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Null
07-13-2008, 08:05 PM
I have the following function:


function serialize(s)
{
serial = $.SortSerialize(s);
document.getElementById('serial').value=serial.hash.replace(/sort3\ [\]=/gi, '').replace(/&/g, ',');
};

This returns a string like: 1,2,4,6,8

It is possible that there is nothing to sortserialze, so it returns
nothing. When this is the case, I want it to return a "0" instead of " ", but how to do this?

So if there is nothing to serialze return: 0

Thanks

jscheuer1
07-14-2008, 03:22 AM
There is no return value to that function (so it will always return undefined), but I think you mean the value it sets for the element. If so, this should work out fine:


function serialize(s){
var serial = $.SortSerialize(s),
tmp = serial.hash.replace(/sort3\ [\]=/gi, '').replace(/&/g, ',');
document.getElementById('serial').value = tmp == '' || tmp == ' '? '0' : tmp;
};

Notes If I knew more about just what this was doing, I might try to set it up so that, if there were some type of input error, that would be caught and dealt with somehow and/or use a RegExp (instead of string equality) to test tmp. You had an undeclared global variable (serial) in your version. I've corrected that, but if it was already declared in the global scope and needs to remain like that for the rest of your code, use:


function serialize(s){
serial = $.SortSerialize(s);
var tmp = serial.hash.replace(/sort3\ [\]=/gi, '').replace(/&/g, ',');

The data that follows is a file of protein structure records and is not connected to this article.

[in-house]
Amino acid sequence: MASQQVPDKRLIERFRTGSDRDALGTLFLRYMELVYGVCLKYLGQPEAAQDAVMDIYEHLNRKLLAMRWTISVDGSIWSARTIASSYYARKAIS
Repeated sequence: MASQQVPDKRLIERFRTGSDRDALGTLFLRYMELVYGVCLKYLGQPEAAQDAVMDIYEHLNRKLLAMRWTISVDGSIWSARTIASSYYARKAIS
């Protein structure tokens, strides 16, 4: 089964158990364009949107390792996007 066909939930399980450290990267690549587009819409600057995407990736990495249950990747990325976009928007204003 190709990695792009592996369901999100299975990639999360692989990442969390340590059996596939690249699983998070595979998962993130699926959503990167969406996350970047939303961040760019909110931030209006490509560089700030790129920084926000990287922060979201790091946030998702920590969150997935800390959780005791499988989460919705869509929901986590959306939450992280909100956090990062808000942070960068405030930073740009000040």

document.getElementById('serial').value = tmp == '' || tmp == ' '? '0' : tmp;
};

Null
07-14-2008, 08:52 AM
Hi,

Thanks for the reply, but both codes don't work :(.

I've set op a demo page. When pressing the update button it wil "index" the right column. If you drag all items out of it and then press update, the textfield will stay blank (the colum is empty). In that case I want it to display a 0. Since the sortserialize makes this indexing happen, I though it has to display the 0 aswell...

The url:
http://www.sourceskins.com/sort.html

Thanks

jscheuer1
07-14-2008, 03:51 PM
I had copied a typo from your original post in this thread. This works:


function serialize(s)
{
var serial = $.SortSerialize(s),
tmp = serial.hash.replace(/sort3\[\]=/gi, '').replace(/&/g, ',');
document.getElementById('serial').value = tmp == '' || tmp == ' '? '0' : tmp;
};

You had placed a space in the regular expression, which is not there on your page:



/sort3\ [\]=/gi

That changed its meaning completely and (at least in FF 3, for some reason) invalidated the entire page. Ordinarily, I would have thought it would only have produced a script error, or maybe even just an unexpected output. In any case, my first solution would have worked had your code been presented properly in your first post.

Null
07-15-2008, 03:46 PM
A thank you very much, it works great now! Funny how a single space can mess things up entirely :)

Thanks again!